When you feel like it’s been a while since you’ve had a vacation, the best thing to do is go on vacation! That’s what my wife and I did in early March this year. As for our eventual destination, Guatemala, we couldn’t have been happier. We had only decided on going on a trip about two weeks before we departed and my unwritten rules for traveling are 1) Go somewhere you’ve never been before 2) No all inclusive destinations. I’m not writing my unwritten rules down, just helping put things in context. Oh, and I don’t really like beaches. Since we only had seven days, we explored relatively close destinations. I had always heard amazing things about Costa Rica, but it turned out to be quite expensive with such late planning. A travel agent looked into flights in and around that distance and suggest we might enjoy exploring Guatemala. A quick google search later, and it was hard not to be smitten. Seven days be danged, we were going to make the most out of it, and we did! So, today, I thought I would share a few Guatemala images from our amazing trip to Guatemala.
The trip focused on four entirely different cities/destinations, each uniquely different in beauty/temperature/culture and all so worth visiting. I’m not the person to describe the history or cultural context of each of the regions, but I can give a brief summary. The first destination was the UNESCO World Heritage Site and former capital of Guatemala, Antigua. To quote Wikipedia, “famous for its well-preserved Spanish Baroque-influenced architecture as well as a number of ruins of colonial churches.” Founded in 1543, it served as the capital for over 200 years until it was destroyed in an earthquake in 1776. Cobblestoned-roads, cute cafe’s and shops everywhere, an iconic arch that I loved to photograph and massive volcanos in pretty much every direction, including Fuego, one of Central America’s most active volcanoes, pictured below in the distance.
The second destination was Lake Atitlán. Hard to describe how beautiful this lake is, so I’m mostly going to leave it to the photos, but a couple cool things about the Lake itself. The lake is not quite a crater lake, but was formed by a volcano. It’s actually a caldera, which is “a large cauldron-like volcanic depression.” And, it’s the deepest lake in Central America, so there you go! Anyway, similar to Antigua, Lake Atitlán is surrounded by volcanos and makes for the most amazing sun-sets and sunrises I’ve ever seen.
What makes the lake more impressive is the series of small towns, each with their own personality, that surround the entire lake. These are not tourists towns, but living and breathing towns with Maya people, and in case you didn’t know, Maya people of Atitlán are predominantly Tz’utujil and Kaqchikel. You get to the towns by boat from the main city of Panajachel. We stayed in Santa Cruz La Laguna, a 20 minute boat right from Panajachel on the north side of the lake and later visited San Marcos La Laguna for a most excellent day trip.
The third major destination was another UNESCO World Heritage Site, Tikal National Park in Petén. We decided against the 10 hour bus ride and took the one hour flight from Guatemala City and didn’t regret it for a second. Tikal is about as major a discovery as you get in the Americas. Mayan structures there date back as far as the 4th century BC. It’s a massive, massive park with endless trails that take you through what once was “one of the most powerful kingdoms of the ancient Maya.” It’s a pretty haunting place, one that honours natures ultimate power to reconquer what man has made. It is humbling when you see a 10 story tree growing out of once massive man-made pyramids. Only a fraction of the park has been restored but many of these buildings can be explored and even climbed to get amazing views over the tree line. I have a bunch more photos below to see what I’m talking about.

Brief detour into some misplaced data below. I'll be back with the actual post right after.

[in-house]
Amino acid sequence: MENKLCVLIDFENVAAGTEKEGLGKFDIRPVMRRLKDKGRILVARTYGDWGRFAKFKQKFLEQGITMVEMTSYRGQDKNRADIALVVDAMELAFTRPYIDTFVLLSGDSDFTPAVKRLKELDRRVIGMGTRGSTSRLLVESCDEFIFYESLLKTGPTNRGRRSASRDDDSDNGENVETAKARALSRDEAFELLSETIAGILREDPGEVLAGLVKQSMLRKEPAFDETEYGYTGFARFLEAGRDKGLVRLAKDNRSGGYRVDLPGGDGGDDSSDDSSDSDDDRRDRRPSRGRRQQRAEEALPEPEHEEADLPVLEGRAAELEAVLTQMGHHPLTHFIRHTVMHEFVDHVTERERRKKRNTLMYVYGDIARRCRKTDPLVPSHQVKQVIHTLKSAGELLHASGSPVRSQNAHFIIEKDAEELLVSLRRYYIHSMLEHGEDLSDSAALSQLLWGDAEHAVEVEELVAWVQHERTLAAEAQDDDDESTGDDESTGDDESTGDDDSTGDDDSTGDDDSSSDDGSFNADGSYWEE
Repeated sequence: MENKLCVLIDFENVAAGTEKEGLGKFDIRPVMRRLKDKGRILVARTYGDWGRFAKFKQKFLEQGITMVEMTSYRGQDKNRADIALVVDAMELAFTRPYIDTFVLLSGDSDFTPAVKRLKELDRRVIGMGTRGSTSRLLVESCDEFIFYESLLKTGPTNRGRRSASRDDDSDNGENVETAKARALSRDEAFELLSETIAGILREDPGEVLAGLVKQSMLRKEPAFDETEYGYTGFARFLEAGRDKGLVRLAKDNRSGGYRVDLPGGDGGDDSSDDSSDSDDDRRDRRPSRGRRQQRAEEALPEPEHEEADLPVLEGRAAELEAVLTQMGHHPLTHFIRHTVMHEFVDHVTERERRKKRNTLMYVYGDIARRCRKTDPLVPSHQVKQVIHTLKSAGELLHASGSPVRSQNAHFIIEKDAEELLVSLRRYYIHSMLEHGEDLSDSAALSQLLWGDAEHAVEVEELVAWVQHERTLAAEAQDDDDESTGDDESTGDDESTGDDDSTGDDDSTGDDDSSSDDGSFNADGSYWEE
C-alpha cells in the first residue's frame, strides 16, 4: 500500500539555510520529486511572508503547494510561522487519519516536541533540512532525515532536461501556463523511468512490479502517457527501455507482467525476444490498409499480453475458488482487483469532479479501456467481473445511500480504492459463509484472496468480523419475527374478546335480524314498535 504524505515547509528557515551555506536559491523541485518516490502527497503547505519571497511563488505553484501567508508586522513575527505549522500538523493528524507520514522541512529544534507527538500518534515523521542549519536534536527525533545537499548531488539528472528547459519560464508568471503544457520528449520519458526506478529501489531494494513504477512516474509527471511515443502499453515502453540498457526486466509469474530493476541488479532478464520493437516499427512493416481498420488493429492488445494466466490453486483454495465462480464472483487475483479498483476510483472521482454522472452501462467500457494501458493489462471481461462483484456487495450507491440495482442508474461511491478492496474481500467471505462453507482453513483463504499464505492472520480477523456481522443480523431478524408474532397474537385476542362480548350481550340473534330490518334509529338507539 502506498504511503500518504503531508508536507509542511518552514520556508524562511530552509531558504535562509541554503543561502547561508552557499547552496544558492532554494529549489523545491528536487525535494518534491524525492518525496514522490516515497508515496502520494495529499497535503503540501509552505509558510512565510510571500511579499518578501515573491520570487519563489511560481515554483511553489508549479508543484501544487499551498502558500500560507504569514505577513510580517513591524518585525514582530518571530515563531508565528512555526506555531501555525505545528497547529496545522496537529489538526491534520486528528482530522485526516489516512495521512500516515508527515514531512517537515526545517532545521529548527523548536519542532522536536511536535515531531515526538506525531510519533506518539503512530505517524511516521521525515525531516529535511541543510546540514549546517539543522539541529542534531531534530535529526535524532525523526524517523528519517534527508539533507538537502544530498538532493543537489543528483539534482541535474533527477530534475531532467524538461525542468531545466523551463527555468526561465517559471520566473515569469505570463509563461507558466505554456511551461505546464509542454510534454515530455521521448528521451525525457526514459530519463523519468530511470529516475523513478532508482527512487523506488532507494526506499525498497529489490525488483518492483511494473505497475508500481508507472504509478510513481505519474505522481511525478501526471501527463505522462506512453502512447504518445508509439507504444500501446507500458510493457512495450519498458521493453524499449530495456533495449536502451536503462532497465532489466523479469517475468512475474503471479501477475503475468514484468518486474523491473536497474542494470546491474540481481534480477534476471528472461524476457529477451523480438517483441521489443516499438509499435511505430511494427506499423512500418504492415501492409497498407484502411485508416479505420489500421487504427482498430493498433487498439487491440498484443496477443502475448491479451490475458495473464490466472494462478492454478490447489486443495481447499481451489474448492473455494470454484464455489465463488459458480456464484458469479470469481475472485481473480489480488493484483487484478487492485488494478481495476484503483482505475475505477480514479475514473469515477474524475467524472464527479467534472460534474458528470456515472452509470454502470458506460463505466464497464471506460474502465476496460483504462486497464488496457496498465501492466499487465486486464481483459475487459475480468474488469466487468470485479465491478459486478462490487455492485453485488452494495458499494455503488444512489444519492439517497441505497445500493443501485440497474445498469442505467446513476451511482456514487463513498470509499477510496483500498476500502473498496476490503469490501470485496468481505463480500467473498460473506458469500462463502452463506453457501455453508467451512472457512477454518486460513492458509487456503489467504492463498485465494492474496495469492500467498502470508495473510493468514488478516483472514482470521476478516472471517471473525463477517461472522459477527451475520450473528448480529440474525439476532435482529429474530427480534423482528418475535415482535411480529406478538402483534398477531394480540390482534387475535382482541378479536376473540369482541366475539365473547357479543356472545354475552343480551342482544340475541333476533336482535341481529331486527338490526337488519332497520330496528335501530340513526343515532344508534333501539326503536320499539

Finally, we come to the smallest city/region of them all, the tiny but powerful town of Flores. The entire town is the natural island I’ve photographed below. I love that Flores was “the last independent Maya state” and wasn’t conquered by the Spanish until 1697. The city is entirely charming, and while we walked around the whole island in about 30 minutes, we could have explored the alleys for the entire week in and of itself.
And while this only scratches the surface, many more great photos from the four destinations below.
Lake Atitlán Images
Of course I had to include a photo of the national beer of Guatemala, Gallo. I had my fair share of the delicious beverage while I was there!
This is kind of cool. The image above shows a panoramic view from the top of the one of the highest structures in Tikal. The image below is a photo of the very same structure from the ground. You can see how small the people look in this photo. It’s a big park.
This is a great photo to demonstrate nature’s victory. The left of this photo is what remained of the structures when they were discovered, the middle of the image is partially restored and the very right is entirely restored. What makes the restoration so difficult is that an entire ecosystem is now built into these ancient structures and removing the trees, bushes and grass growing on top of the buildings only further damages the site. Our guide suggested most of the site will never be restored.
Hee, hee, I love taking these photos:
We both walked around the island, then took a boat ride around the island. Neither took very long!
See two people on the left side of the photo? They are standing at the top of a look-out making for an awesome photo of the city of Flores. I have a sample near the top of this post.
Leave me a comment or note if you have anything to add on how amazing Guatemala is or if you have any questions or comments about any of the photos.
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